Last week Earlham Institute hosted the inaugural UK Conference of Bioinformatics and Computational Biology in association with ELIXIR-UK. This was originally planned to be a physical event; however given the current situation it was pivoted to a fully virtual conference.
The conference was set up to as a broad event for all members of the life sciences data community in the UK. Many of the speakers mentioned the same emerging methods, including AI and database management, demonstrating that this conference is an important avenue for interdisciplinary knowledge exchange.
The wide breadth of science covered was excellently demonstrated by Professor Ross King from Chalmers University of Technology, who showed how his work in robotics and machine learning is being used to identify unknown genes in yeast, work on drug discovery for tropical diseases, and identify unknown insect diversity across the planet.
Coronavirus was inevitably a dominant topic: Professor Charlotte Deane from the University of Oxford presented her work developing a new Coronavirus antibody database (CoV-AbDab), and Dr Sam Nicholls from the University of Birmingham explained how he has successfully pivoted his work to allow the development of COG-UK using CLIMB, which has been instrumental in tracking the spread of SARS-CoV-2 across the UK. This ability to adapt quickly to new and emerging challenges has been vital in the response to the Coronavirus pandemic and has shown how important it is to have sustained quality research infrastructure which can be used to rapidly respond to crises.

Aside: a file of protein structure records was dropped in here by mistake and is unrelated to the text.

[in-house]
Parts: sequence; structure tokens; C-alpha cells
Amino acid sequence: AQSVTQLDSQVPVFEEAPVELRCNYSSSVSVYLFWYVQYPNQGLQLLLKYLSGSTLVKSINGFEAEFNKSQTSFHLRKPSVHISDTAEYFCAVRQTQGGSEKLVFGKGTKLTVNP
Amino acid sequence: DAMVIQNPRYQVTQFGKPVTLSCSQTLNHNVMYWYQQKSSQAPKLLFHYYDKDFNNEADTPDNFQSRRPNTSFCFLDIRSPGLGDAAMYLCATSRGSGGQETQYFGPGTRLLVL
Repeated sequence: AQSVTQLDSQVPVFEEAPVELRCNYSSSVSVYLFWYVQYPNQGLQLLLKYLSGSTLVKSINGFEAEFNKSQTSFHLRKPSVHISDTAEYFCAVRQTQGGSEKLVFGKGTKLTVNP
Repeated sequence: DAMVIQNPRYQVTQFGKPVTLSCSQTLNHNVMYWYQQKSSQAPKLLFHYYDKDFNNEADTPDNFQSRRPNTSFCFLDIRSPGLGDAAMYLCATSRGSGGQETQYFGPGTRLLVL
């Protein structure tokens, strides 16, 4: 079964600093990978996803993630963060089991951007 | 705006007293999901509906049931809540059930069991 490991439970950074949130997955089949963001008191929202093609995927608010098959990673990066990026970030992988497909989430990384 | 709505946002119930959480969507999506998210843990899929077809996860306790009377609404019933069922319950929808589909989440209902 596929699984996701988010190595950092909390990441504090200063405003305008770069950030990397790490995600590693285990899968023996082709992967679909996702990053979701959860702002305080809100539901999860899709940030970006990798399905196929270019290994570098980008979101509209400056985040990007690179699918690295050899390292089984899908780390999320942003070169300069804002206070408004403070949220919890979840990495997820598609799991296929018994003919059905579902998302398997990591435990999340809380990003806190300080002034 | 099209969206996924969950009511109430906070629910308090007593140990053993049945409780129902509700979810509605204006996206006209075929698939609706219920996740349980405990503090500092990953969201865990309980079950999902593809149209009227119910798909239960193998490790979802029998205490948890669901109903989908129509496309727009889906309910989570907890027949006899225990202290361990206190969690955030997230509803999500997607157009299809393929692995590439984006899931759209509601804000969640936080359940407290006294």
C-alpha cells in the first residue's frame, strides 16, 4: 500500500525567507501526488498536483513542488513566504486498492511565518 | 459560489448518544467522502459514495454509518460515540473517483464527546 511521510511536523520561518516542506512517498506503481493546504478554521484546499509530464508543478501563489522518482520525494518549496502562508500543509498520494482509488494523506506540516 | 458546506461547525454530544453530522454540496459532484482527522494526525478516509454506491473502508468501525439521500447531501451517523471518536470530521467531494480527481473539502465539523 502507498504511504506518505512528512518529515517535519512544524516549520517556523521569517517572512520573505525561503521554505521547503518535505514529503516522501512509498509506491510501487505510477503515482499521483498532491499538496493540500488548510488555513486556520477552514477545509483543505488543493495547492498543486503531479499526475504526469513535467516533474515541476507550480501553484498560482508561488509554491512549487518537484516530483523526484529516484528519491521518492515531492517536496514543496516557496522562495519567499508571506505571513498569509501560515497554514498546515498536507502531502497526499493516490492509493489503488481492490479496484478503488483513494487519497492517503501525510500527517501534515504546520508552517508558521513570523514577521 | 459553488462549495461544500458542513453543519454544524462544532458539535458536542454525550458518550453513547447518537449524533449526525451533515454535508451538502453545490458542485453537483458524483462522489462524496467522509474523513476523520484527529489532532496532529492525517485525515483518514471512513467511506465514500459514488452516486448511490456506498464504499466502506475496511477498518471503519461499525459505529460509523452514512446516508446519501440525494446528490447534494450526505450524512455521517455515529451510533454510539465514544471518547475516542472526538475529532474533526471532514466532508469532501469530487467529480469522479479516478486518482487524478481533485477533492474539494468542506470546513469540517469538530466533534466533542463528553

On the first day of the conference all sessions were chaired by ELIXIR-UK members, and several of the speakers were also members. The talks successfully showcased the huge breadth of services, groups, communities, and projects being undertaken in the UK through ELIXIR. Dr Tim Beck from the University of Leicester discussed the work of the ELIXIR Health Data Focus Group and their role in identifying communities and gaps across the network, and Professor Susanna Sansone from Oxford University presented the FAIRplus project, in which ELIXIR is a partner.
On the second day ELIXIR-UK’s Christine Orengo chaired a session on structural bioinformatics. There was a strong AI theme across the whole day, with Dr Laura-Jayne Gardiner from IBM presenting her work on using AI for biomarker discovery, and Professor David Jones from UCL explaining how machine learning can be used to predict protein structure and function.
The conference was a huge success, with around 150 delegates attending. A massive thank you to all the chairs, speakers, attendees and to the Earlham Institute for organising such a fantastic conference.
To read more about how the conference came about and ELIXIR-UK’s involvement:
Find the full programme and speaker bios here: